Gauchard GC, Lascombes P, Kuhnast M, Perrin PP. Influence of different types of progressive idiopathic scoliosis on static and dynamic postural control. Spine. 2001;26:1052–8.
Enoka RM. Neuromechanics of human movement. Champaign IL: Human Kinetics; 2015. p. 3–55, 255–307, 448–49.
Ruhe A, Fejer R, Walker B. The test-retest reliability of centre of pressure measures in bipedal static task conditions—a systematic review of the literature. Gait & Posture. 2010;32:436–45.
Lin D, Seol H, Nussbaum MA, Madigan ML. Reliability of COP-based postural sway measures and age-related differences. Gait & Posture. 2008;28:337–42.
Liberati R, Altman DG, Tetzlaff J, Mulrow C, Gøtzsche PC, Ioannidis JPA. The PRISMA statement for reporting systematic reviews and meta-analyses of studies that evaluate health care interventions: explanation and elaboration. PLoS Med. 2009; https://doi.org/10.1371/journal.pmed.1000100.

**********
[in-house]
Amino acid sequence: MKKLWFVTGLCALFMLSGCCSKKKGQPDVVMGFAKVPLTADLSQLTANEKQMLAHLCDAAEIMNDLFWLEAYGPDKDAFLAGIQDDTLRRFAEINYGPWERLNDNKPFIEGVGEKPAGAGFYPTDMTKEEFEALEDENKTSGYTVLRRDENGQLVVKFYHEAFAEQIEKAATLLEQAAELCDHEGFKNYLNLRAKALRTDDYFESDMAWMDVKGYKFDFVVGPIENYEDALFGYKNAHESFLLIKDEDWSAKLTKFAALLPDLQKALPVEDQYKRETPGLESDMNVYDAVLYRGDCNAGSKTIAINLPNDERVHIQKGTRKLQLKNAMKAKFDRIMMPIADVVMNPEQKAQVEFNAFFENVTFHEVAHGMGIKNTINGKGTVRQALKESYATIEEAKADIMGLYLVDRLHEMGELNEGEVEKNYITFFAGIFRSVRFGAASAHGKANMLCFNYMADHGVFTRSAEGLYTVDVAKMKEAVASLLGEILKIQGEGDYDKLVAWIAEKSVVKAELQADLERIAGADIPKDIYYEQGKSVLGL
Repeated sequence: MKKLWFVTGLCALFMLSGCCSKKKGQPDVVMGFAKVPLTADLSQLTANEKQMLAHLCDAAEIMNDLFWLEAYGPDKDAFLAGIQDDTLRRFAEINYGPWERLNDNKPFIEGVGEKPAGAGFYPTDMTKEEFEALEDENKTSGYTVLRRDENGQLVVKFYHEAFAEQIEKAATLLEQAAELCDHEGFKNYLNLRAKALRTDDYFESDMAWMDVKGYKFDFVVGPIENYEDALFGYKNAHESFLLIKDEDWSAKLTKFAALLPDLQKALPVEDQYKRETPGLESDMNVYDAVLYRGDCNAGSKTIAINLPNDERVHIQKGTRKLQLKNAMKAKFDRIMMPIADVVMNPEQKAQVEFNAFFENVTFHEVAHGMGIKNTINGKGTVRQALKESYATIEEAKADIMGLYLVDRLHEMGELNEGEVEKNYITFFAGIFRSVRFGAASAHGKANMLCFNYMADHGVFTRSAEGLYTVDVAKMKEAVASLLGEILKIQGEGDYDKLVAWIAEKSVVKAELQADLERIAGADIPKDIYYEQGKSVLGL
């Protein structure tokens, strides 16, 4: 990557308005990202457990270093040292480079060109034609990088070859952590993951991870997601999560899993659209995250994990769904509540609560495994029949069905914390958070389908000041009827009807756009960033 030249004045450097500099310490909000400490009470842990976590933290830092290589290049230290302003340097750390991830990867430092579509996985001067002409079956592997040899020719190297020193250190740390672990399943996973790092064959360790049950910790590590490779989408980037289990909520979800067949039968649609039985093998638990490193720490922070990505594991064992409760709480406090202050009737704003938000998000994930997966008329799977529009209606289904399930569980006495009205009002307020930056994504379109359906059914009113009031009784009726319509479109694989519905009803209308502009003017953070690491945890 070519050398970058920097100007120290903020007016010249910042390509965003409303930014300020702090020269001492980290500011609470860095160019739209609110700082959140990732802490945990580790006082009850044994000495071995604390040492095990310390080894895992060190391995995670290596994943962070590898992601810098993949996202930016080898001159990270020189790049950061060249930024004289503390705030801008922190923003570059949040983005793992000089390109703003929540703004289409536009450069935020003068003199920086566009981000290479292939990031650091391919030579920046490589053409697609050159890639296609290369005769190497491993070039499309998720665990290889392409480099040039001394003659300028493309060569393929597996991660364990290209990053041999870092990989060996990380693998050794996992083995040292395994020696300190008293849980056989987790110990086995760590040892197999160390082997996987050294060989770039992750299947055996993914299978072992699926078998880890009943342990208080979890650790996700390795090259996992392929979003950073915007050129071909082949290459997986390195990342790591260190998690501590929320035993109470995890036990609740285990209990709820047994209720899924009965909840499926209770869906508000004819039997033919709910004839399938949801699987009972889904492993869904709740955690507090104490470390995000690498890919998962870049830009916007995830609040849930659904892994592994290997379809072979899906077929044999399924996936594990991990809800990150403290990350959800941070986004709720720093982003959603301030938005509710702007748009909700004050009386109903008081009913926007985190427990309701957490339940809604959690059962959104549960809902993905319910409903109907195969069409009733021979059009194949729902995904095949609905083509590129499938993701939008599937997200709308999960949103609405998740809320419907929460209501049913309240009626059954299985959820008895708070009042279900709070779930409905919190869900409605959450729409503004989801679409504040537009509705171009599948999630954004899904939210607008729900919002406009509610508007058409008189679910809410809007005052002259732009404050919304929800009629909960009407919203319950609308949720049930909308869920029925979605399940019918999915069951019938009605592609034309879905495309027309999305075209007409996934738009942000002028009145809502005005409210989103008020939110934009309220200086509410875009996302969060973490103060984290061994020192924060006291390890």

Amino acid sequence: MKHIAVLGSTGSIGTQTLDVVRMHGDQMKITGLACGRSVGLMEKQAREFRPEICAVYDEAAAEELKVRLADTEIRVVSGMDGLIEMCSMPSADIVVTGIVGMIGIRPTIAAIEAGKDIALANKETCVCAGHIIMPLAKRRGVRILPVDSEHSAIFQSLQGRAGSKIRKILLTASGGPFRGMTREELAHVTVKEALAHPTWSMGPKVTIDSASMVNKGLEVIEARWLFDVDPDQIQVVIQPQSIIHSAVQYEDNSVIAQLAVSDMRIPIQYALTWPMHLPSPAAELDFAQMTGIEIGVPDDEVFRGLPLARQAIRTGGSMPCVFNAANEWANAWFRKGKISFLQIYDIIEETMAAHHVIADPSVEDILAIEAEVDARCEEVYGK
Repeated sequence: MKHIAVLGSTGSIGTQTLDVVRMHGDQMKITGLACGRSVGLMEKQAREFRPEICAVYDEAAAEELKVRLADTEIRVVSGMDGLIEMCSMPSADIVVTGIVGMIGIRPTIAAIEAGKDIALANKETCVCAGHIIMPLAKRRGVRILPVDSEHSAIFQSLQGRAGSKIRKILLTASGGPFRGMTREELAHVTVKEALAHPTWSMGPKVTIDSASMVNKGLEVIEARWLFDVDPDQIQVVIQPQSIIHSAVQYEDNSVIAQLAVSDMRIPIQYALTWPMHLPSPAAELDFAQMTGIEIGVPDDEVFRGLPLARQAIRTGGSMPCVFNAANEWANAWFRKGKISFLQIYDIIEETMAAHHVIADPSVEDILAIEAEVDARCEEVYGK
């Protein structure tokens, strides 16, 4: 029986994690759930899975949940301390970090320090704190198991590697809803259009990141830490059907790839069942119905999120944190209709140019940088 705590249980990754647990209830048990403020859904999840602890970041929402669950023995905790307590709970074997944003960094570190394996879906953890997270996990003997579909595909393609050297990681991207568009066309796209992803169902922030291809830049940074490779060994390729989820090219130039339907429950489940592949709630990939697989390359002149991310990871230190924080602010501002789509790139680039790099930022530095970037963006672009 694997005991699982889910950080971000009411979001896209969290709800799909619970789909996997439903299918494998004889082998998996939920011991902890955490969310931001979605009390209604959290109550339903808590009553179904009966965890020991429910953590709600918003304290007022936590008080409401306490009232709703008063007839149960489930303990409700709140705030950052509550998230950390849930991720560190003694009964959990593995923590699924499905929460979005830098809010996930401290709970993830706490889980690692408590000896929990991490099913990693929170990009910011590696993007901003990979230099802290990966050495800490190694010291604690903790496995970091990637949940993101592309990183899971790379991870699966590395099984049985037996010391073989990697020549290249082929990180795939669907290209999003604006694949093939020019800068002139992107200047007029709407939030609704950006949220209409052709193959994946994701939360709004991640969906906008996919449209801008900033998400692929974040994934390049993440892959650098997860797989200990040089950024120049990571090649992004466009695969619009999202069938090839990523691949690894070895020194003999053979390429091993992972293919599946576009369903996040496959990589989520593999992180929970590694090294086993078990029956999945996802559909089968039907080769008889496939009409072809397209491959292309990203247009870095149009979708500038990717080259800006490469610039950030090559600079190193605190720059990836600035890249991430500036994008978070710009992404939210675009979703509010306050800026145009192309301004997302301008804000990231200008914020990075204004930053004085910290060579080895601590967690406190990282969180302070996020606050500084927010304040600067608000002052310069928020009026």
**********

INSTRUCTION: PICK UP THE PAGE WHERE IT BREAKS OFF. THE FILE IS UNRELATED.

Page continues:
Schlösser TPC, van der Heijden GJMG, Versteeg AL, Castelein RM. How ‘idiopathic’ is adolescent idiopathic scoliosis? A systematic review on associated abnormalities. PLoS One. 2014; https://doi.org/10.1371/journal.pone.0097461.
Mazaheri M, Coenen P, Parnianpour M, Kiers H, Review v DJH. Low back pain and postural sway during quiet standing with and without sensory manipulation: a systematic review. Gait & Posture. 2013; https://doi.org/10.1016/j.gaitpost.2012.06.013.
Cohen J. Statistical power analysis for the behavioral sciences. 3rd ed. Hillsdale: L. Erlbaum Associates; 1988.
Becker LA. Effect size calculators. University of Colorado Colorado Springs. 1999; http://www.uccs.edu/~lbecker/. Accessed 14 March 2017
StatsToDo. StatTools, Statistics Toolkit (STATTOOLS). The Chinese University of Hong Kong, Department of Obstetrics and Gynaecology. 1995. Means and SDs Into One Group Program. https://www.statstodo.com/CombineMeansSDs_Pgm.php/Combine. Accessed 17 Nov 2017.